Beans are good for you! How many times have you heard that? Well, it's true. Beans are full of fiber, important minerals, vitamins and plant protein. When most people think about beans, they remember the classics: white beans, black beans, kidney beans and maybe garbanzos, right? Well, there are a lot more varieties than those. From time to time, we'll introduce you to a type of bean you may not be familiar with - like adzuki beans, a great little treasure.
Also known as aduki or azuki beans, these tiny reddish-brown beans have a thin white ridge that runs down their side, giving them their own special style. Traditionally used in Japanese and Chinese cuisine, they are a popular food for festive occasions. Unlike most other beans, adzuki beans are often sweetened and used in desserts. But don't be fooled, they are definitely dual purpose and equally delicious in savory dishes.
Nutritionally speaking, you can't go wrong with adzuki beans. They deliver plant protein, soluble fiber, iron, magnesium, zinc, potassium and folic acid. If you're watching your weight or your cholesterol, soluble fiber is a good idea. It helps keep you fuller longer and keeps cholesterol levels healthy. Not only that, but fiber is important for a healthy gut. Adzuki beans are tasty, low in fat and have a low glycemic index so they help keep your blood sugar balanced.
When it comes to cooking beans, I'm in favor of overnight soaking and adzuki beans are no exception. Here's a simple cooking method: Soak a cup of beans in water overnight or for about eight hours. Discard the soaking water. Rinse the beans and fill a pot with fresh water. Add the beans and bring to a boil. Reduce heat to simmer and cook until tender, about 45 minutes to an hour. To help them become tender and manage the potential digestive upsets that can come from eating (any) beans, try adding a strip of kombu seaweed to the beans while cooking. For more information, check out our guide to beans
Once cooked, you can keep those adzuki beans for up to five days in the refrigerator. Or you can keep them up to six months in the freezer.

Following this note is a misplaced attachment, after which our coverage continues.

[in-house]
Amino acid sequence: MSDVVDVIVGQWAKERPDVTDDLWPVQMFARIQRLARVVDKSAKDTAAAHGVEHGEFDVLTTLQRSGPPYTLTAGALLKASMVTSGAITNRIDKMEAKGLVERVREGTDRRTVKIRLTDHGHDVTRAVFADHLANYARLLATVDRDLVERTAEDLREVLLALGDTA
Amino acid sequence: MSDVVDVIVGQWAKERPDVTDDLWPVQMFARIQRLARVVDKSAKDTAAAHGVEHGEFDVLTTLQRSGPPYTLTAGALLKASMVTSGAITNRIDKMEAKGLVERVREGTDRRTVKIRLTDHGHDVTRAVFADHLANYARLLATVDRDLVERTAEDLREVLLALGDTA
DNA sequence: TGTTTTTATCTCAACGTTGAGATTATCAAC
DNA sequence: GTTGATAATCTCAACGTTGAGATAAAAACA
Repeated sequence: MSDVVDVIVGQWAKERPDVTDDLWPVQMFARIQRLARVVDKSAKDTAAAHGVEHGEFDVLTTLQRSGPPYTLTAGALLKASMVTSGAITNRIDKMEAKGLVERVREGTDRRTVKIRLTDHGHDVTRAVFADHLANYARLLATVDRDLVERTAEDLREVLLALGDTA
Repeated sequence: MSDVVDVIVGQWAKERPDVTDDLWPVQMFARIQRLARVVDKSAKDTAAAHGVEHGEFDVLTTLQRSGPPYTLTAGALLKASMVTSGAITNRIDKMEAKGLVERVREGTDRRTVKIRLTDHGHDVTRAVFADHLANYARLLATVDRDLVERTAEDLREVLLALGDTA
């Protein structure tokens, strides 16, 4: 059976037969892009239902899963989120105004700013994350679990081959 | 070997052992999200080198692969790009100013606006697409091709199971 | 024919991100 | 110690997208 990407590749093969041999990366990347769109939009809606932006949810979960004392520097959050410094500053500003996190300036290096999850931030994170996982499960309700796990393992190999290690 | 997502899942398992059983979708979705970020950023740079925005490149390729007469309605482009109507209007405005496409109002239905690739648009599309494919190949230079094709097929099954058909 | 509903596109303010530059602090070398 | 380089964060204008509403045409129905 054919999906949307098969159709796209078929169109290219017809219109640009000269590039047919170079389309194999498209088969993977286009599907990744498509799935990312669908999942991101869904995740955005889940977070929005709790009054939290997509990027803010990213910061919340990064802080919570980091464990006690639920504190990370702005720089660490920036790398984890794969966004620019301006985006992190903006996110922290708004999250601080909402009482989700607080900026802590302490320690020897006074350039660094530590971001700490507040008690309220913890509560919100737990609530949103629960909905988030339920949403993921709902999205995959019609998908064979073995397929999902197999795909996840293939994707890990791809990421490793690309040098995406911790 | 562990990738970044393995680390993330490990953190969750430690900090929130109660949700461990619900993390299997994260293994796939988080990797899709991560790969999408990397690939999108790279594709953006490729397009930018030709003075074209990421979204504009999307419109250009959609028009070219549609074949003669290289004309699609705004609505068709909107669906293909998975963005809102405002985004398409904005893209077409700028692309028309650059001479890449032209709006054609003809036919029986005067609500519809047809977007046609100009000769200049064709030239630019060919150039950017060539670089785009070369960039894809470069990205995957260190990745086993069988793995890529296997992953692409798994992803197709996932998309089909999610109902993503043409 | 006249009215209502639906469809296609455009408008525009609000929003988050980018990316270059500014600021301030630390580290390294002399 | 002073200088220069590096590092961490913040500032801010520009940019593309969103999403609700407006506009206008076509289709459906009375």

Now the fun part! Here are some ideas for adding cooked adzuki beans to your favorite dishes:
- Throw a handful into prepared vegetable soup before you heat it up
- Make a bean salad with diced veggies and your favorite salad dressing. Here is a Zesty Adzuki Bean Salad.
- Heat them up and spoon over hot cornbread
- Add to any favorite stew
- Stir them up with chopped, cooked winter squash such as butternut
- Make bean tacos with corn tortillas, mashed or whole adzuki beans, shredded lettuce, tomatoes, salsa and cheese
- Serve them hot with steamed brown rice, tamari, ginger, garlic and a drop or two of toasted sesame oil. Be sure to garnish with slivered scallions!
- Try them hot with quinoa, millet or any whole grain pasta. Try this recipe of Quinoa with Oyster Mushrooms and Adzuki Beans.
- Mash them up and make bean dip
- Substitute adzuki beans for other beans in your favorite recipes
- And yes, they are even great in chili!
- Here's a festive recipe for Adzuki Bean Cake
If you don't have the time or desire to cook your own adzuki beans, you can find them canned by Eden Organic brand at many of our stores. I have used these many times; they're perfect in a pinch and the good news is they have kombu seaweed cooked right into them. It's a delicious double whammy!
Have you ever tried adzuki beans? Do you have a favorite recipe? I'd love to hear!